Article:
We are happy to welcome guest celebrity blogger Phyllis Newman, the famed singing actress who won a Tony Award for her performance in Subways Are for Sleeping as well as the special 2009 Isabelle Stevenson Tony Award. Newman, who was married to the late lyricist-librettist Adolph Green, will blog for Playbill.com all week; her first entry follows:
This is the first Monday in a while that I'm celebrating Steve Sondheim's birthday at home in my lounging pajamas, having my own private fiesta and thinking about him.
The last two Monday nights I have been lucky enough to be at a couple of knockout celebrations for his 80th birthday. March 15 was the glorious evening for and by the New York Philharmonic. I can only add my voice to all the praise and attention it's received.
March 22 was the Roundabout Theatre benefit…where we saw James Lapine's oh so original Sondheim on Sondheim. It's still in previews, so I won't breathe a word until it's official…..(IT'S GREAT!)
I heard through the Chinese internet…seconds before Google pulled out, that China has changed it from "The Year of the Ox" to "The Year of"….well, you get the point.
All these occasions, honors, tributes etc. are genuinely deserved….and anyone reading Playbill.com….knows that. But I wanted to add my two yen…by celebrating our more than fifty years of friendship.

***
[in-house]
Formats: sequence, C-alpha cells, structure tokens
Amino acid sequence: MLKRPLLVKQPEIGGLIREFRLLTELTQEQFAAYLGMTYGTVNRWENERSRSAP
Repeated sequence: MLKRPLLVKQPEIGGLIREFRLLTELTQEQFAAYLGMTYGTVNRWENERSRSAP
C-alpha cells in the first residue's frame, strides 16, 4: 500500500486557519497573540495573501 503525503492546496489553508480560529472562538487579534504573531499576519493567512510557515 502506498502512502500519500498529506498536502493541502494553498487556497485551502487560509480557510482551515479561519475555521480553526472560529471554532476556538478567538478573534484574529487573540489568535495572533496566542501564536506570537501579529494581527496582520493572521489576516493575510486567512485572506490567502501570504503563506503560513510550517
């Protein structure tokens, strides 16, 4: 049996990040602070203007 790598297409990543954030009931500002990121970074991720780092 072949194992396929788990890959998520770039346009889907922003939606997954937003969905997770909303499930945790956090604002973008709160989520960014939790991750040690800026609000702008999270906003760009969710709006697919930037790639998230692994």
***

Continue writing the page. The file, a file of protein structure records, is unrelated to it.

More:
On March 11, 1965, I opened in a show called Pleasures and Palaces written by the great Frank Loesser and directed by the brilliant Bob Fosse….in Detroit. It was bound for Broadway. On April 10, 1965, it closed….in Detroit. Its problems?….another time…..another blog.
Steve had come up for the last performance, and he, my husband Adolph and the wildly talented and funny Jack Cassidy…had many drinks. (Look up Jack Cassidy…if you don't know him)….and performed the ritual cursing of show business and the horse it came in on.
I came back to New York a sadder but not wiser ingénue. After a jobless week or two Steve called and said he had thought of something that might cheer me up. He gave me an address and directions to a house in Sneedens Landing…a town on the Hudson not far from NYC….a date, time, etc.
"How great"…I thought…he's inviting me to a party…but…wait….we're talking Steve, the original, the complicated, the good complicated….the friend who knows you and hits the bulls eye in every department.
When we arrived there were a few mutual friends, and it turned out to be one of the most interesting, entertaining and unique nights of any of our lives.
Steve had invented a game called "murder" for me – for me - cards were handed out – one person was secretly designated the murderer. One card would lead to another with clues…directions…actions…or death sentences. Our goal was to find the murderer and not get killed along the way. Picture people wandering through a dark house frantically trying to solve the mystery.
It's impossible to convey how scary, complex and yet funny it was (as you can tell by the above muddled paragraph). I could go on…so I will…
After my mother died in 1976…Steve invited me to come with him and two other theatre colleagues to Australia to teach some classes and do a TV show about American musicals. That trip took four of us all around the world…That was Steve's response to a friend's sorrow.
No crocodile tears…just real activities that were stimulating, appropriate to our talents and interests…and flat out fun.
There's so much more…this may seem gooey and sloppy…well maybe just sloppy…the world knows his genius, but I want you to know a little bit about his particular, selective and sensitive gift for friendship.
Here's to 81.
[caption id="attachment_5944" align="aligncenter" width="300" caption="Stephen Sondheim and Phyllis Newman"][/caption]